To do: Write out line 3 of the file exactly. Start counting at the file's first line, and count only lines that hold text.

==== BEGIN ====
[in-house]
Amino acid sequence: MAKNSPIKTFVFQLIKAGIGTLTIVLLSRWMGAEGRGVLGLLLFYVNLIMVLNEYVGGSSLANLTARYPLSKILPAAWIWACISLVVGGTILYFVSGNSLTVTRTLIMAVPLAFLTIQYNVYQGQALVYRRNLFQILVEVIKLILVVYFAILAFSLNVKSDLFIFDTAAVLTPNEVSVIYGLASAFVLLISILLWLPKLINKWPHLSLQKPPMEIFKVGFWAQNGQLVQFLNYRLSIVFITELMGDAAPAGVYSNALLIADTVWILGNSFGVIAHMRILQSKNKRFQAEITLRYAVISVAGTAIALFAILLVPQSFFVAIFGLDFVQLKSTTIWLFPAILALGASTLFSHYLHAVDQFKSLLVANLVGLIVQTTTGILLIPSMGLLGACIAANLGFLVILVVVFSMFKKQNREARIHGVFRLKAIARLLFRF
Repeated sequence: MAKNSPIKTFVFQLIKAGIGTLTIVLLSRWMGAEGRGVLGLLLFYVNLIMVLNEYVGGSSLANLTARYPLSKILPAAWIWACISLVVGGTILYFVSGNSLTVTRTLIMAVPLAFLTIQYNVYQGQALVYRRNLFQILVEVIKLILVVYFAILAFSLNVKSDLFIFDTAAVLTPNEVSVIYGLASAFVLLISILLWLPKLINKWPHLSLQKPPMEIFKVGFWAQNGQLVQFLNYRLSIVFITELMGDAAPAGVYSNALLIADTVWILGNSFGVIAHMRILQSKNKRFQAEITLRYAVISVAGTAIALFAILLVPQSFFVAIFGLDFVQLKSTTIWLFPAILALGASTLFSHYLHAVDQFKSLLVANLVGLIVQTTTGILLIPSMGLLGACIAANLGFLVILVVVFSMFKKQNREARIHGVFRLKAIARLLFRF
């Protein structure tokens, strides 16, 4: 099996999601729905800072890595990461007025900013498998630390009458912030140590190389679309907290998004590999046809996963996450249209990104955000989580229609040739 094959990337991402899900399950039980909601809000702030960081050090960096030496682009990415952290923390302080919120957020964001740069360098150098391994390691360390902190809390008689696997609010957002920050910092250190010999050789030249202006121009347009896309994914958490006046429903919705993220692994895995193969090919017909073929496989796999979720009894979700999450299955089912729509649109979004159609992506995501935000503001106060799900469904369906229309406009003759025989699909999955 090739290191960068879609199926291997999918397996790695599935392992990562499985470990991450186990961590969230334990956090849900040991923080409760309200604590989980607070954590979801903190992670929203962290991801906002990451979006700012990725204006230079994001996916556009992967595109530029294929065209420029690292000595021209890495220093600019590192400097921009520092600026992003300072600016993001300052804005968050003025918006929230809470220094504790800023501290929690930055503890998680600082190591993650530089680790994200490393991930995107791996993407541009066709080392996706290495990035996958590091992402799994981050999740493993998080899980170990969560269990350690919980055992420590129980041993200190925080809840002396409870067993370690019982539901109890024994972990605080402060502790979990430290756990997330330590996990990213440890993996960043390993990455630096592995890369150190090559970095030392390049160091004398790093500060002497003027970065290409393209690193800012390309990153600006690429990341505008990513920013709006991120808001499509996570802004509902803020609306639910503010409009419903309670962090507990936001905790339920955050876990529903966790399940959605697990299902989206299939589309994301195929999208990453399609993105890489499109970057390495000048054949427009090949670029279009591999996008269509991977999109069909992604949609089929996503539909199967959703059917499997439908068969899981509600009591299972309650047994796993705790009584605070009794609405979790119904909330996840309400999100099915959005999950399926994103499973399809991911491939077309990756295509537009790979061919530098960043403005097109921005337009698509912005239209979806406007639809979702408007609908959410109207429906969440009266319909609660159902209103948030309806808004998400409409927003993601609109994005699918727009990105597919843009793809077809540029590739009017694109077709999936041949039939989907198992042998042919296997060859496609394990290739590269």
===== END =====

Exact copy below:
Repeated sequence: MAKNSPIKTFVFQLIKAGIGTLTIVLLSRWMGAEGRGVLGLLLFYVNLIMVLNEYVGGSSLANLTARYPLSKILPAAWIWACISLVVGGTILYFVSGNSLTVTRTLIMAVPLAFLTIQYNVYQGQALVYRRNLFQILVEVIKLILVVYFAILAFSLNVKSDLFIFDTAAVLTPNEVSVIYGLASAFVLLISILLWLPKLINKWPHLSLQKPPMEIFKVGFWAQNGQLVQFLNYRLSIVFITELMGDAAPAGVYSNALLIADTVWILGNSFGVIAHMRILQSKNKRFQAEITLRYAVISVAGTAIALFAILLVPQSFFVAIFGLDFVQLKSTTIWLFPAILALGASTLFSHYLHAVDQFKSLLVANLVGLIVQTTTGILLIPSMGLLGACIAANLGFLVILVVVFSMFKKQNREARIHGVFRLKAIARLLFRF